The top 1 percent of the largest firms in emerging economies account for more than half of local exports and are primarily foreign owned. Despite their central role in developing countries, the extent to which host economies benefit from these enterprises is widely debated. On the one hand, monopsony power and the extractive activities of these foreign companies may explain why some places remain persistently poorer than others. On the other hand, new technologies and capital injections associated with these firms can positively affect long‐term growth. The empirical evidence, however, remains scarce. In fact, it is challenging to estimate the causal effects of these firms on local development and follow their evolution over time.
Our work studies the effects of large foreign investment projects on local economic development. We also explore the role of monopsony power and of the spatial structure of the labor market in determining the direction and persistence of these effects. To do so, we use evidence from one of the largest multinationals of the 20th century: the United Fruit Company (UFCO), the infamous firm hosted by the so‐called banana republics. This American firm was given a large land concession in Costa Rica and was the only employer in this region—where it required workers to live—from 1889 to 1984. In this sense, the firm appeared to function as a local monopsonist.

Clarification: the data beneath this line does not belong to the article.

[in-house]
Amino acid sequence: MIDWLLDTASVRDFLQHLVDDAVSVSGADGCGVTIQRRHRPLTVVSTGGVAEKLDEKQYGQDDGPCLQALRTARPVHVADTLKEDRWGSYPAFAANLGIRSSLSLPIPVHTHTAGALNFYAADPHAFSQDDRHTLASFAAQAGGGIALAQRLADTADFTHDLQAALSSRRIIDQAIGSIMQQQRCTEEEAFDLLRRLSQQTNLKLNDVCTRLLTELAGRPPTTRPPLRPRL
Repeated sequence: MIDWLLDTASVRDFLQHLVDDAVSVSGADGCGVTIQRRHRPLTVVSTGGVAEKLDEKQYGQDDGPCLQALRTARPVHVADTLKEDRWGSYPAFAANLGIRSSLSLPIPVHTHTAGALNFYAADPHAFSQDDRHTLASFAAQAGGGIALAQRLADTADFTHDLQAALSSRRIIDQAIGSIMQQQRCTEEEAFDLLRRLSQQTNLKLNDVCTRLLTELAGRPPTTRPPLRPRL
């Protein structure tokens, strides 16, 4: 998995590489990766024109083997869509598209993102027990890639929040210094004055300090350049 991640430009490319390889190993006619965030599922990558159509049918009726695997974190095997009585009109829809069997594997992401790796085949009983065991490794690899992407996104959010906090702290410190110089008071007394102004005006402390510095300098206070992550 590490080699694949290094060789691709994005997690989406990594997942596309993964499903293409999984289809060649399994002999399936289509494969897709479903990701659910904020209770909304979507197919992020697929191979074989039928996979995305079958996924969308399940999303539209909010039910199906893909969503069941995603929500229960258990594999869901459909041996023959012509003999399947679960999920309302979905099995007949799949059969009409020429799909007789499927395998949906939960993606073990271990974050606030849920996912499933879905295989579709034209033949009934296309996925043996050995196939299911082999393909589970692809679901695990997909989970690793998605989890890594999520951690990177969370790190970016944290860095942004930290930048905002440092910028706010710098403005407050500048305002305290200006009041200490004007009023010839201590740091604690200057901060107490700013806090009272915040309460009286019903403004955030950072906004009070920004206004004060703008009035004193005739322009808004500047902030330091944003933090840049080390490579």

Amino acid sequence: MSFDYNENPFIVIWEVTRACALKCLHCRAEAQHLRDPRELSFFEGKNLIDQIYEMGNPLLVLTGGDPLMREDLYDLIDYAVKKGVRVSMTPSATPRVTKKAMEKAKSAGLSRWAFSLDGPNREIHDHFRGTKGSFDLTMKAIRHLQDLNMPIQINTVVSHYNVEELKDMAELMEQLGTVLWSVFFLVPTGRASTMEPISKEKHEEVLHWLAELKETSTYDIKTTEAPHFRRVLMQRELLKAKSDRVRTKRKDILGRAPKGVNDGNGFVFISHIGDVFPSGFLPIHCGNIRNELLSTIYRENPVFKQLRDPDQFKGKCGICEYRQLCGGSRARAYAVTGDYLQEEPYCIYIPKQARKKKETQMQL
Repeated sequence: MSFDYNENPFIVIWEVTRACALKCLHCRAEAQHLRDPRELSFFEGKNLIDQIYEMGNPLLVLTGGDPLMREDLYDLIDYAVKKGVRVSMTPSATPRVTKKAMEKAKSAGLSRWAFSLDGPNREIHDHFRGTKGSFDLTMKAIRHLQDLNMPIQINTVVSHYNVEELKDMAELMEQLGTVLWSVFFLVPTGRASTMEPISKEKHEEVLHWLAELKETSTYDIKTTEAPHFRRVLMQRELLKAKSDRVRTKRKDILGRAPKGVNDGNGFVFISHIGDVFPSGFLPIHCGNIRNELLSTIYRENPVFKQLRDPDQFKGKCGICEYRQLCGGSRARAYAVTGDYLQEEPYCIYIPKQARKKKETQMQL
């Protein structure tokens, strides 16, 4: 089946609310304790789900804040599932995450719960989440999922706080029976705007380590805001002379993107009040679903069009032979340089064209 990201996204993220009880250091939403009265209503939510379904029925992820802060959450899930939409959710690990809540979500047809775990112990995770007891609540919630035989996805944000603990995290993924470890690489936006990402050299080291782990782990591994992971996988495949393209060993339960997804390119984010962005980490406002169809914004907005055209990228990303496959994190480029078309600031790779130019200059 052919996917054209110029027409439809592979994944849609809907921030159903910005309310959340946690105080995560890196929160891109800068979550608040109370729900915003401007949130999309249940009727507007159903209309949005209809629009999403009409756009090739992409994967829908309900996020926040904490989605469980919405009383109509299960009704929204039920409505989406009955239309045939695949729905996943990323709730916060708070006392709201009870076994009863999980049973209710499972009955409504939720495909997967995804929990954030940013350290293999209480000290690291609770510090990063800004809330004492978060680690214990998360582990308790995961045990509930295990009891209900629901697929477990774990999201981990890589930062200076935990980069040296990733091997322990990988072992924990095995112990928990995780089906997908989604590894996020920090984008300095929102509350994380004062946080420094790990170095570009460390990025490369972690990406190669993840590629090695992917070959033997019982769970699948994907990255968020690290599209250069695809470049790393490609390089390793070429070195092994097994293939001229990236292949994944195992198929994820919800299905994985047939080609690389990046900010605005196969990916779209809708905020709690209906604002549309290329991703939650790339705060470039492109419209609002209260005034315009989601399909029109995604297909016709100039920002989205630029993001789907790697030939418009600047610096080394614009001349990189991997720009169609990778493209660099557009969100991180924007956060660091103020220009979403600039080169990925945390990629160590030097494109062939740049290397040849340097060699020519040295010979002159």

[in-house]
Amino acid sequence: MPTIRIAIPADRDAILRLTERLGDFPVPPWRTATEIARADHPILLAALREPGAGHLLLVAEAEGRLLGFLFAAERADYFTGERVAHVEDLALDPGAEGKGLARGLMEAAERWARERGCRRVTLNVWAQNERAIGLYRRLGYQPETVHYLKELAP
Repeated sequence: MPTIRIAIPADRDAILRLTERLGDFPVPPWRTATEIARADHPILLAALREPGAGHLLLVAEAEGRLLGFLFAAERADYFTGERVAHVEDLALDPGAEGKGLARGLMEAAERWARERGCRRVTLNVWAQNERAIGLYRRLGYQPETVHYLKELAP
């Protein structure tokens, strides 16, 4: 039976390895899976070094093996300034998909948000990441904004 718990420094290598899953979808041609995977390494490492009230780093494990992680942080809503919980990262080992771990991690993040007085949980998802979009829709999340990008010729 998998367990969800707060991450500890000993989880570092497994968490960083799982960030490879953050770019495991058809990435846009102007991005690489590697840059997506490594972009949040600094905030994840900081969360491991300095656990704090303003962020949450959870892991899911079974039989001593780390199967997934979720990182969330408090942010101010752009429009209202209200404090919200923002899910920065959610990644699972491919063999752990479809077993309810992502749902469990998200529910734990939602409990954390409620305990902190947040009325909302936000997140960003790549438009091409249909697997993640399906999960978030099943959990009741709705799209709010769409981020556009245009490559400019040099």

We find that households living within the former UFCO regions have had better economic outcomes (housing, sanitation, education, and consumption capacity) and were 26 percent less likely to be poor than households living outside those regions. This effect is persistent over time: since the UFCO closed, the treated and untreated regions have converged slowly, with only 54 percent of the income gap closing over the following three decades.